So thanks to my wife’s friend in Japan, who also gave us a nice tour of Shin-Okubo a few months ago, we got a copy of the famous Korean Drama neon naege banhaesseo which gets translated as “Heartstrings” or “You’ve Fallen for Me” more literally.
The drama stars Jeong Yong-Hwa (정용화), who’s called yonfa (ヨンファ) in Japanese, who’s the lead-singer/guitarist of the group CNBlue. This is one of their most popular songs:1
My wife and her best friend in Japan are both fans, this friend sent us a copy of this drama which had Japanese-subtitles in it. I can read Japanese enough to follow story by reading the subtitles, so my wife and I decided to watch it together.
The drama is definitely for the ladies, but for me I learned a lot just by watching it. For example the grandfather of the main actress (Park Shin Hye) is a very traditional Korean man so he proudly wears hanbok and plays Go. I’ve never seen a guy wear a hanbok before so it was really interesting to me. Also, in one scene, it shows the funeral for the father of the main actor, and it was really interesting to see how a funeral might look in Korea. This is one of those things that you might read about, but you can really learn more seeing it on screen.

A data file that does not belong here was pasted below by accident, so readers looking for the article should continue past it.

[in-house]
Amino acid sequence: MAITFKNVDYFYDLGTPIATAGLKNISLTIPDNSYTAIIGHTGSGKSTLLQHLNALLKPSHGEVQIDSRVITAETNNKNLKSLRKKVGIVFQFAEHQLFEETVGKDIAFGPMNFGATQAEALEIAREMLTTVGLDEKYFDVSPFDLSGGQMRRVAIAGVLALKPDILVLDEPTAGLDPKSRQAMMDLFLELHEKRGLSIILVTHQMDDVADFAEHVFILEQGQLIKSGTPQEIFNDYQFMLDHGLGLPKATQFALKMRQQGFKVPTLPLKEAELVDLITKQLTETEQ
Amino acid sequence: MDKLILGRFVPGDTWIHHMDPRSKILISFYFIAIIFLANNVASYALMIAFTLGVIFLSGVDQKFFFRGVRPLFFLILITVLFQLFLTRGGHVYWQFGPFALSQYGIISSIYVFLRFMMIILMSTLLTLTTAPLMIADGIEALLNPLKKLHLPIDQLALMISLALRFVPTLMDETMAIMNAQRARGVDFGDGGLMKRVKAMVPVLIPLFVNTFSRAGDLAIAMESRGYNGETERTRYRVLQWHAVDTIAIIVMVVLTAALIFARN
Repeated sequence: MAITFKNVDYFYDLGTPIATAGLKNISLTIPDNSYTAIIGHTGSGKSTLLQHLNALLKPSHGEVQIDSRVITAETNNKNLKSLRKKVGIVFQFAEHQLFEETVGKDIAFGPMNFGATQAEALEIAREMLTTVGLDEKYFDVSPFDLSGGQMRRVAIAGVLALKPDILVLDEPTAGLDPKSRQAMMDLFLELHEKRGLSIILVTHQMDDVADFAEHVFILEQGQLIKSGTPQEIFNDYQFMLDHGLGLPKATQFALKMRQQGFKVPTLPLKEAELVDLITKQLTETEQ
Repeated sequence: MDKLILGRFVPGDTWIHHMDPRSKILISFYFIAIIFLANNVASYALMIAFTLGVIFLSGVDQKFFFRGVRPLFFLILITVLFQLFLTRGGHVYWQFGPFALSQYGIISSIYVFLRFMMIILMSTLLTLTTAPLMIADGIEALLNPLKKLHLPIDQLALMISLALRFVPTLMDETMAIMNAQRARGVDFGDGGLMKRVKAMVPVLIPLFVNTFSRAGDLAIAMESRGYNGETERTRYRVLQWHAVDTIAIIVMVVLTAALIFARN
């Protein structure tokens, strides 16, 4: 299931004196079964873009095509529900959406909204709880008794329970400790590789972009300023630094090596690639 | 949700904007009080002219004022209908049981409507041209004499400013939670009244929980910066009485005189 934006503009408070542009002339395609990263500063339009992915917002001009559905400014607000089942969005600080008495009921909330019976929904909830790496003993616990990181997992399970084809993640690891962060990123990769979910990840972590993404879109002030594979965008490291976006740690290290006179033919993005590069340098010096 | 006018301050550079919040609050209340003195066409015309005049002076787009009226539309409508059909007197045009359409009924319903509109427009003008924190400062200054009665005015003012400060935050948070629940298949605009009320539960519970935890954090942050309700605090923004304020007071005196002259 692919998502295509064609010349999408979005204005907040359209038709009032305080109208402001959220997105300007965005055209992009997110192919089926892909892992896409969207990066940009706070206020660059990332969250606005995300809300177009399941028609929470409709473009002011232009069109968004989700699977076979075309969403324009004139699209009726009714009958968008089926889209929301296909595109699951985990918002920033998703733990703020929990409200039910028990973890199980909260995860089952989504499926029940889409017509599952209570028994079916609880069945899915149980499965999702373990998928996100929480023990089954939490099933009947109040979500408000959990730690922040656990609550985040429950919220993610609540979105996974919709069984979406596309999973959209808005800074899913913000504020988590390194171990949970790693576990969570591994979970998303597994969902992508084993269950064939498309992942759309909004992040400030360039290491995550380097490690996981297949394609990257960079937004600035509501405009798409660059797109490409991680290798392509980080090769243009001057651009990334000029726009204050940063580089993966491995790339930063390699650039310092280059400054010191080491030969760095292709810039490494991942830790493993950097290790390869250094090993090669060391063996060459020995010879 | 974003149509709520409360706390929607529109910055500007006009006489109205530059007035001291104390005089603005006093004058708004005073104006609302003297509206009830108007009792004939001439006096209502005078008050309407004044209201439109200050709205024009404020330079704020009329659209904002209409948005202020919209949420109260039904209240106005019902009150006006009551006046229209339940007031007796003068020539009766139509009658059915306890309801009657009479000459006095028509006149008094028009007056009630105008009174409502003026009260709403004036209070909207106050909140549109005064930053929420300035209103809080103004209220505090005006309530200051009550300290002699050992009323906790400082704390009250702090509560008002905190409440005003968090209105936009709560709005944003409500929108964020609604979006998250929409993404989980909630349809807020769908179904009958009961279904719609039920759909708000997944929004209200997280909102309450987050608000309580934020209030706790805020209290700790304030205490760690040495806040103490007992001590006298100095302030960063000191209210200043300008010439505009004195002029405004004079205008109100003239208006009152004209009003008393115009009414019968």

I’ve watched a lot of J-Dramas over the years with and without my wife, and it was interesting to compare the two. J-Dramas seem shorter, 45 minutes vs. and hour, for example. Also, unlike J-Dramas which seem to have a fairly straightforward plot, my wife and I noticed that the plot in “Heartstrings” was a lot more complicated, had a lot of side-plots with other characters, and the series as a whole ran much longer than the typical J-Drama.
Somehow it vaguely reminds of American Soap Operas which are high on drama and subplots that seem to go on forever. All of it is pretty exaggerated though. Life in Korea probably isn’t like this, but it keeps you watching. 🙂
But the point of all this is that you really, really can learn a lot about another language, culture by watching popular media. Since I’ve never lived in Korea, I actually know very little about it, besides books and Wikipedia. Seeing how people live, eat, dress or speak in Korea through TV (even if its exaggerated) taught me a lot of little things I wouldn’t have learned in a textbook. Also, from a linguistic standpoint, it really exposes you a lot to how a language is used and not just the rules.
1 If you learn one word in Korean, it’s saranghae (사랑해) which is an informal way of saying “I love you”. It gets used all the time in Korean pop music. ;p